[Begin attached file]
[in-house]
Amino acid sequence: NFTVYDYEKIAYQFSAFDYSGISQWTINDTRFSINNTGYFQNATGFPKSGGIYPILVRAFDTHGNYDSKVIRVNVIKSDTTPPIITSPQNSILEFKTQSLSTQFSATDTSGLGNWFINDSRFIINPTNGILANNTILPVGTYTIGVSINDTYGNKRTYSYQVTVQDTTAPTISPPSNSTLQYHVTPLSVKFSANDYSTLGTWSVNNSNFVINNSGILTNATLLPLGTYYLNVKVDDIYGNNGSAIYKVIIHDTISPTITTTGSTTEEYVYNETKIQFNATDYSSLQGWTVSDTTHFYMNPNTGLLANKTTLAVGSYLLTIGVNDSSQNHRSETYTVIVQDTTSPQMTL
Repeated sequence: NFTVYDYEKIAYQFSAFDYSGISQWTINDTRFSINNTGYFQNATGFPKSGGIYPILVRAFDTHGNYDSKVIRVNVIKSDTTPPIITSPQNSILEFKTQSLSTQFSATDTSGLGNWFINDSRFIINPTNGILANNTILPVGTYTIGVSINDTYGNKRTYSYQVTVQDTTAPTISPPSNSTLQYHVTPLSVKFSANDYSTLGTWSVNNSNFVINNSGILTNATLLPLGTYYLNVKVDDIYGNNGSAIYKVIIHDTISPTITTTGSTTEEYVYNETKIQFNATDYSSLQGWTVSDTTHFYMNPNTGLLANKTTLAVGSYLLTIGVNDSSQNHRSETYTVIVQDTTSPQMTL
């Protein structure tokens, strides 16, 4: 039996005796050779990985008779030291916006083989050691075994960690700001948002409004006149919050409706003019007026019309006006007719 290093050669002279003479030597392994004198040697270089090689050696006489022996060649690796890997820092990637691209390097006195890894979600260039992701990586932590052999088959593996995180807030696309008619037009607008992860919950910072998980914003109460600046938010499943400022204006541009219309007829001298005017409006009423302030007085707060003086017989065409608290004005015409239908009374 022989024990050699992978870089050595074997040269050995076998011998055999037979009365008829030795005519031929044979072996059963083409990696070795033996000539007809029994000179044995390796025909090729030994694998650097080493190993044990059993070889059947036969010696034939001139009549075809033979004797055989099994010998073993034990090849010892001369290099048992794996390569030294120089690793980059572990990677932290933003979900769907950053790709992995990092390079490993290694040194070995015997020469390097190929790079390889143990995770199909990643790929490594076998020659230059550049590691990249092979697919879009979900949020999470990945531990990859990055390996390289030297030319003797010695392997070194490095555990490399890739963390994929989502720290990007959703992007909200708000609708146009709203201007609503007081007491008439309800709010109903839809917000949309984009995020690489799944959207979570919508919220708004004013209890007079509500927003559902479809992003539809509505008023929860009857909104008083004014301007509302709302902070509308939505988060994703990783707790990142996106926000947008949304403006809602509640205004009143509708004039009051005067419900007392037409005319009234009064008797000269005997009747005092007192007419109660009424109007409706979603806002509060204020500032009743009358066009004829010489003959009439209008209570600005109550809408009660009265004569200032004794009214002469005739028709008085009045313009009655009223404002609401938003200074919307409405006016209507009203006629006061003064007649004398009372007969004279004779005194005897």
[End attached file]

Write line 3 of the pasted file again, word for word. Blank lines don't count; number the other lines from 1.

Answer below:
Repeated sequence: NFTVYDYEKIAYQFSAFDYSGISQWTINDTRFSINNTGYFQNATGFPKSGGIYPILVRAFDTHGNYDSKVIRVNVIKSDTTPPIITSPQNSILEFKTQSLSTQFSATDTSGLGNWFINDSRFIINPTNGILANNTILPVGTYTIGVSINDTYGNKRTYSYQVTVQDTTAPTISPPSNSTLQYHVTPLSVKFSANDYSTLGTWSVNNSNFVINNSGILTNATLLPLGTYYLNVKVDDIYGNNGSAIYKVIIHDTISPTITTTGSTTEEYVYNETKIQFNATDYSSLQGWTVSDTTHFYMNPNTGLLANKTTLAVGSYLLTIGVNDSSQNHRSETYTVIVQDTTSPQMTL